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College of Chemistry

2003 News Index

Jeff Reimer wins the University's Distinguished Teaching Award

Chemical engineering professor Jeff Reimer

Chemical engineering professor Jeffrey Reimer is a winner of the 2003 Distinguished Teaching Award. The award, given annually by the Committee on Teaching of the Berkeley Division of the Academic Senate since 1959, recognizes excellence in teaching at the University of California, Berkeley. The recipients of the Distinguished Teaching Award will be honored at a ceremony on Tuesday, April 29, at 5 pm in Zellerbach Playhouse. The ceremony features remarks by Chancellor Robert Berdahl and Alumni Association President Mark Ornellas. The public is invited to the ceremony and the reception that follows in the Toll Room of the Alumni House.

Reimer's Statement Of Teaching Philosophy

"A teacher hasn't taught until a student has learned," educator Henrietta Mears once said. This is the essence of my teaching philosophy. I envision my classroom as a laboratory where instructors and students conduct experiments in learning. It is my role to craft this laboratory as a space that not only instructs all my students in chemical engineering, but also grants them the chance to explore their unique relationship to the world.

I call on students by name at the beginning of each lecture and ask them to stand up and review, in their own words, what they found important from the previous lecture, In this way I am conducting an experiment in reflective learning, helping the students organize information in such a way as to put it in perspective. I also call on students randomly during the class, asking about definitions, calling for specific numerical calculations or estimates, and inquiring about extensions or analogies of concepts. In some cases, posing the question to the whole class and giving them time to "buzz" with neighbors precedes calling on a specific student. Student responses to these questions reflect the whole spectrum of learners—visual learners who think of graphs and/or pictures, global learners who see analogies, and so on.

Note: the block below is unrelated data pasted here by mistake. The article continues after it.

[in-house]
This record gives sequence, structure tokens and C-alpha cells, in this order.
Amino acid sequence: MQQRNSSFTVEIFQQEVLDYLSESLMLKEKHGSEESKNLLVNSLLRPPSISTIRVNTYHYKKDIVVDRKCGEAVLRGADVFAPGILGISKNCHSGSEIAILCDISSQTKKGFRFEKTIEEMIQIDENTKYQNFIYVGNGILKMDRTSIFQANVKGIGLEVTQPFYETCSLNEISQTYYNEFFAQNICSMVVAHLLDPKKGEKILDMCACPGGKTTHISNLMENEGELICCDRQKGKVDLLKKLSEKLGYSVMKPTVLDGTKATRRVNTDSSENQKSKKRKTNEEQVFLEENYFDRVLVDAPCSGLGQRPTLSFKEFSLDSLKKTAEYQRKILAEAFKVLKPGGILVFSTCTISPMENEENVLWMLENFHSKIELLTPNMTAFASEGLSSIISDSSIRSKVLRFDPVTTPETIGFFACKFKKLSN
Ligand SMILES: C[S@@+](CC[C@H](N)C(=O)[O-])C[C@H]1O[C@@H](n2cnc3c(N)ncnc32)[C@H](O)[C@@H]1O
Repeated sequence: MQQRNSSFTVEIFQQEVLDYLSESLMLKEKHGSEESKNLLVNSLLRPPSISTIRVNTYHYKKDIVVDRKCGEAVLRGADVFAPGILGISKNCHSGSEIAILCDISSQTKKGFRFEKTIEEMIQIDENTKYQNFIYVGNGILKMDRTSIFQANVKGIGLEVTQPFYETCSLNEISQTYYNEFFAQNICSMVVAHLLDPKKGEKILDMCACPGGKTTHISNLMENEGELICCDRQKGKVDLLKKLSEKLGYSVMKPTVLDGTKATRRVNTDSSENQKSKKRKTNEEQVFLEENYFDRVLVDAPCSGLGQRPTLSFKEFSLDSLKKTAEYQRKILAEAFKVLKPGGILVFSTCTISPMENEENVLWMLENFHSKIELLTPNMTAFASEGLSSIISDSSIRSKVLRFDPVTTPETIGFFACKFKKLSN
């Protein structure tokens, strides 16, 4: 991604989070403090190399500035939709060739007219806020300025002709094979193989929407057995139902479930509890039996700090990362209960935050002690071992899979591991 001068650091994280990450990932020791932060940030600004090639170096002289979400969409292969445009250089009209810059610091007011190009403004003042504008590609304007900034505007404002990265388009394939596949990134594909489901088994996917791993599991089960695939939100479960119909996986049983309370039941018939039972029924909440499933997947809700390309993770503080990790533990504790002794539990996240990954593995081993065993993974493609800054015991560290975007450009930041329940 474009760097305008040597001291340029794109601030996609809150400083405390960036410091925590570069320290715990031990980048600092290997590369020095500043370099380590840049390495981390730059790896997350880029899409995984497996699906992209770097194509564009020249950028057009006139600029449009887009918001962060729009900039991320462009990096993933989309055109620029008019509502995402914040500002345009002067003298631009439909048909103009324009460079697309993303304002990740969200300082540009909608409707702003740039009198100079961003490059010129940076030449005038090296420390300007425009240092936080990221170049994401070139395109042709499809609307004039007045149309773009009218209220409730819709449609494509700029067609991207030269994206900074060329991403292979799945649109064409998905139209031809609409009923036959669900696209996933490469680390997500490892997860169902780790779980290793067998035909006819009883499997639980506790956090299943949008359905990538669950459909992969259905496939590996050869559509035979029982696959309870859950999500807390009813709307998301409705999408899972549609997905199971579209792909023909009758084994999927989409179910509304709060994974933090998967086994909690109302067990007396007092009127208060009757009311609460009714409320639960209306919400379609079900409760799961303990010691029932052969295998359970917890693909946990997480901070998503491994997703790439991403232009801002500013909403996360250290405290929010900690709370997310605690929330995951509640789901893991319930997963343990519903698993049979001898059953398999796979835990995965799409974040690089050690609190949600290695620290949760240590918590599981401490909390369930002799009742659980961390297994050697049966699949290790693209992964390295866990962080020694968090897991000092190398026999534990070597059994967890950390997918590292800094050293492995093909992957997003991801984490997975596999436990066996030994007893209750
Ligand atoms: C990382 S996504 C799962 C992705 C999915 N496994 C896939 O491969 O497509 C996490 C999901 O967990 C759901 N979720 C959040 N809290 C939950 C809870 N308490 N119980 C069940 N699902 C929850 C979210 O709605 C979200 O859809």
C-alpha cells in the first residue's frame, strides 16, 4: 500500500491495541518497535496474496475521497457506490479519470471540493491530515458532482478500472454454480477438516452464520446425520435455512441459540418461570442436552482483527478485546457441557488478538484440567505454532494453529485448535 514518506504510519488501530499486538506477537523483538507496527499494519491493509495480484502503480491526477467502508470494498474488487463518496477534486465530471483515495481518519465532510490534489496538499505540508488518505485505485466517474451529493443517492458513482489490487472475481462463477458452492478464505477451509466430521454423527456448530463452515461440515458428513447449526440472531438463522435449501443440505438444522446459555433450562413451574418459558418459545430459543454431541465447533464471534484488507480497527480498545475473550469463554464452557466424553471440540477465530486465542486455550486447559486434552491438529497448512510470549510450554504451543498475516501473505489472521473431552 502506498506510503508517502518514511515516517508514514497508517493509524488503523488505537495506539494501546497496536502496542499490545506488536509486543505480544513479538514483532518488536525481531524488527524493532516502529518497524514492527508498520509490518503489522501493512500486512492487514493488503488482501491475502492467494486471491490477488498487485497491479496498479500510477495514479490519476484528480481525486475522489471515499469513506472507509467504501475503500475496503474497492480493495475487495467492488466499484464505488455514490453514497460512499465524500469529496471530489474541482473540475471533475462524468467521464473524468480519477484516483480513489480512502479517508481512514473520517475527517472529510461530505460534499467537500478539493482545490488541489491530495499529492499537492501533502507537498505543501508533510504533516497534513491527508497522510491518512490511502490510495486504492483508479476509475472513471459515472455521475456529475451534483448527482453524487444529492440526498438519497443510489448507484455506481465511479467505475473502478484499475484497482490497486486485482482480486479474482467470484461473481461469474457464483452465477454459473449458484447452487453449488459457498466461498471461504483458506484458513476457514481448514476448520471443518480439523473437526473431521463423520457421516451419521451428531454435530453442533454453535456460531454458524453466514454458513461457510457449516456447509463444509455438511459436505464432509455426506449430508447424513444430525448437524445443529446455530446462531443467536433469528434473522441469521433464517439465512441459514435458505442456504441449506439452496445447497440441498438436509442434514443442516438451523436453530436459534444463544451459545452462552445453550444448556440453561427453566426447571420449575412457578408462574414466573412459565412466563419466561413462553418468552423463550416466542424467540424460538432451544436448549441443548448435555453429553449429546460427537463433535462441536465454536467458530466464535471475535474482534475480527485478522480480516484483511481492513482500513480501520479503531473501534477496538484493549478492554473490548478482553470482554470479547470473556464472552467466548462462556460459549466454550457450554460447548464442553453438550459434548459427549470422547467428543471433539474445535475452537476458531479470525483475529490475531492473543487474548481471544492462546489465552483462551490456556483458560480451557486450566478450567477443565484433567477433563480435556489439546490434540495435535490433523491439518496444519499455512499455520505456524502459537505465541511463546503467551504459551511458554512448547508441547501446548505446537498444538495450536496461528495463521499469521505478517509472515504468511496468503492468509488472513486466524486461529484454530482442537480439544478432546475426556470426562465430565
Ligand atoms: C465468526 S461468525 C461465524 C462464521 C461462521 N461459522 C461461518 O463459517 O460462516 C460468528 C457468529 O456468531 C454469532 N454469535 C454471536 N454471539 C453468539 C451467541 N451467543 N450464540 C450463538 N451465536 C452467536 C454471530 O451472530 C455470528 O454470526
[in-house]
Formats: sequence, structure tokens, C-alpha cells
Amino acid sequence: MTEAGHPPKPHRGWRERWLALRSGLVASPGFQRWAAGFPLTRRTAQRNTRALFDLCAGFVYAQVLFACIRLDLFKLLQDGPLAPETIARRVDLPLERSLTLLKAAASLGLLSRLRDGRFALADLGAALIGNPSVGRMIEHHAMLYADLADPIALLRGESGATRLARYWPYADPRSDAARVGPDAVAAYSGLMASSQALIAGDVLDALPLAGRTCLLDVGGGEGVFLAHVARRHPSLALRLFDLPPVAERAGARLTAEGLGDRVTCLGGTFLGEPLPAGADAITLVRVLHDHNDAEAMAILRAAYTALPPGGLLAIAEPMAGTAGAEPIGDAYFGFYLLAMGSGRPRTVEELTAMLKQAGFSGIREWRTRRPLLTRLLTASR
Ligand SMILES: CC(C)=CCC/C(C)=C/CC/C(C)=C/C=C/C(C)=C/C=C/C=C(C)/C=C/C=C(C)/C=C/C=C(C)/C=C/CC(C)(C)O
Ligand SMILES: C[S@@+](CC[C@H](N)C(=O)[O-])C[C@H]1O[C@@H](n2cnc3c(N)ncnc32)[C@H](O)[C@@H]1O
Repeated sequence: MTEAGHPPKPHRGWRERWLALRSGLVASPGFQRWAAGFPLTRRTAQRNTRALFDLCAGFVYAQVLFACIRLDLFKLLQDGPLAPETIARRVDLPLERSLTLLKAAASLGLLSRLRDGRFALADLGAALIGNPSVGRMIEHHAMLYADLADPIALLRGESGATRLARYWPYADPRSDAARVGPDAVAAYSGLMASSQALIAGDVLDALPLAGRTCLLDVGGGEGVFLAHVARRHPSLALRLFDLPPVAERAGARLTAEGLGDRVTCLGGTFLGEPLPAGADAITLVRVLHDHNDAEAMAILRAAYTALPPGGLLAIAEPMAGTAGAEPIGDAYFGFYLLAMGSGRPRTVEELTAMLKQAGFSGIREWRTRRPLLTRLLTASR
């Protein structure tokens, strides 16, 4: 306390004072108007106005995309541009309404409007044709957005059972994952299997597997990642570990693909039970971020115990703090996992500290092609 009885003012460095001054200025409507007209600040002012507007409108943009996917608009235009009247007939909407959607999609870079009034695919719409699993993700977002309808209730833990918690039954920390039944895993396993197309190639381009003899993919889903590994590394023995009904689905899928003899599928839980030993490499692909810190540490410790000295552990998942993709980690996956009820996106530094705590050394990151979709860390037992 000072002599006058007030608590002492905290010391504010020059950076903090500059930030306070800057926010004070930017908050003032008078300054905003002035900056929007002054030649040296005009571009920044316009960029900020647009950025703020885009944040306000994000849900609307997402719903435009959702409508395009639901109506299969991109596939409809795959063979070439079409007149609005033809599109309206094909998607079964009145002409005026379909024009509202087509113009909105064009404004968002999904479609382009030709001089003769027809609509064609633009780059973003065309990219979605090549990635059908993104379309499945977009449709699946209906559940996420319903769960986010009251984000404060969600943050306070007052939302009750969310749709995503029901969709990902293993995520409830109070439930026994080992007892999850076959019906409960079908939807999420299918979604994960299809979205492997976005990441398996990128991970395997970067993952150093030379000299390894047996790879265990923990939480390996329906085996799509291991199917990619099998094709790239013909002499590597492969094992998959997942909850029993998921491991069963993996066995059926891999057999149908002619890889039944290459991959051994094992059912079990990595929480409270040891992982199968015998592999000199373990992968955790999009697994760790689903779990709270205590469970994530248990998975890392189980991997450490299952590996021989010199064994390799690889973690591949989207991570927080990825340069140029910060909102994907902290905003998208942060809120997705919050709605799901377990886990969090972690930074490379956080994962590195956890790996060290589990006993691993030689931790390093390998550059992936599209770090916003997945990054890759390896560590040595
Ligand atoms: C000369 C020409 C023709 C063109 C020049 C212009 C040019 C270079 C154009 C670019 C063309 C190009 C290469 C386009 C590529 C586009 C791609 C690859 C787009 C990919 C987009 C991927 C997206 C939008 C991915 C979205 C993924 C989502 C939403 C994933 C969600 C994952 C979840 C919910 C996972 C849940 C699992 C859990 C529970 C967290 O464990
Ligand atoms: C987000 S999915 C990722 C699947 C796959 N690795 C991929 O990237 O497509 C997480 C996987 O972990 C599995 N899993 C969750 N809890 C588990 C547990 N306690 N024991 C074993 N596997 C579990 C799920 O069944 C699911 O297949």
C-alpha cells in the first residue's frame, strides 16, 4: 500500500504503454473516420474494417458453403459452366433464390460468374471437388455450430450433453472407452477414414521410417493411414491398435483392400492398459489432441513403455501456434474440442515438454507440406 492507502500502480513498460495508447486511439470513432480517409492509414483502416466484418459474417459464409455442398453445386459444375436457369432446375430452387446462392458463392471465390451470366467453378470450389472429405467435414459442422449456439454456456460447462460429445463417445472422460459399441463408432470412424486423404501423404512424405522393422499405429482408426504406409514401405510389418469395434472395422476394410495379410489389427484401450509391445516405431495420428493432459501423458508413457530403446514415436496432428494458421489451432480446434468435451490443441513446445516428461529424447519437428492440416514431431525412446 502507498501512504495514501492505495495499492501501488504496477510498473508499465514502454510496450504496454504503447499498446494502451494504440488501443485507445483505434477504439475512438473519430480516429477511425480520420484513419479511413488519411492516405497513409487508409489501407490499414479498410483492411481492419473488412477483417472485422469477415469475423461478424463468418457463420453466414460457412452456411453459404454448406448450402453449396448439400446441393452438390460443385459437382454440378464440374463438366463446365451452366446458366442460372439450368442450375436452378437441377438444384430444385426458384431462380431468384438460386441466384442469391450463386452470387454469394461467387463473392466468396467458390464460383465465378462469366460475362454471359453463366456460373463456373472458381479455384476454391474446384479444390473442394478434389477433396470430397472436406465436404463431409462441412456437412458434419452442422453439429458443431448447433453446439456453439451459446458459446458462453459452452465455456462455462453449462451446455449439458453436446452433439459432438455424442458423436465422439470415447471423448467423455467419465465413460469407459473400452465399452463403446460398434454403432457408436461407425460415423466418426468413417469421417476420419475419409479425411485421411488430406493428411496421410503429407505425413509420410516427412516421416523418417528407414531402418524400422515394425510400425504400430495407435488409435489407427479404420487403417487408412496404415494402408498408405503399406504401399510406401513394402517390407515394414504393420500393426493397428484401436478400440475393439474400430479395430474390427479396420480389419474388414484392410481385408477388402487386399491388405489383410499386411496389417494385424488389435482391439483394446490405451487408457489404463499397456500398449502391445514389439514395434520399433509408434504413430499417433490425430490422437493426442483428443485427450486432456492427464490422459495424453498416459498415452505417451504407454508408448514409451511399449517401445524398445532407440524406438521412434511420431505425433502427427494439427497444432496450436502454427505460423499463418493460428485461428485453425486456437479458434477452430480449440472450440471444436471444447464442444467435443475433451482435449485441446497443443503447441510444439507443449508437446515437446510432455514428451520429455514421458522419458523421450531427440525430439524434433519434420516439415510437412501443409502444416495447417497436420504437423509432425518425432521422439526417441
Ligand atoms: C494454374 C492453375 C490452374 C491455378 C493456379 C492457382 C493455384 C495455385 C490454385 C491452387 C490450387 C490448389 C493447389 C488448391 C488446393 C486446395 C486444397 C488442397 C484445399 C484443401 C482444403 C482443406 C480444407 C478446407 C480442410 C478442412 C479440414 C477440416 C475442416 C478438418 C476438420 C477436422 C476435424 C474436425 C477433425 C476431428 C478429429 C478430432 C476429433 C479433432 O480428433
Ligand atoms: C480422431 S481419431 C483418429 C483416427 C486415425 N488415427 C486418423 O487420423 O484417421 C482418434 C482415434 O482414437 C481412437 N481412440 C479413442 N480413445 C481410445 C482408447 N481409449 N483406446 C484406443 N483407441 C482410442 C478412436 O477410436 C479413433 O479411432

I believe that good teachers are passionate about their subject. They demonstrate this passion by recognizing analogies between their students' everyday experiences and the chemical engineering principles. Passionate teachers remind their students that understanding the subject matter is but one part of a much bigger picture—the privilege of being part of a professional community that can positively impact the human condition.

Multiple learning styles can be accommodated in the classroom by using the class as a place of adventure. Adventure in this context means that teacher and student alike recognize that the outcome of a learning experiment is uncertain. What if you came to class each day with the expectation that your input, and that of other students, would change the way the class hour precedes? And what if there was no way of predicting ahead of time exactly what would happen? To foster this spirit of adventure, I attempt to build conversations with and between students. These conversations encompass design problems, ethical questions, and short calculations in order to wrest ideas from the students. These ideas, in turn, channel the lecture hour towards new, unplanned and unrehearsed areas. I rely on my knowledge of the subject matter and my training and skills as a classroom teacher to accommodate and move student learning along, in spite of the fact that I am not always sure how the students will respond to classroom dialogs. The classroom experience becomes as much an adventure (and challenge) for me as it is for my student

Related sites:

Jeff Reimer website

University Distinguished Teaching Award

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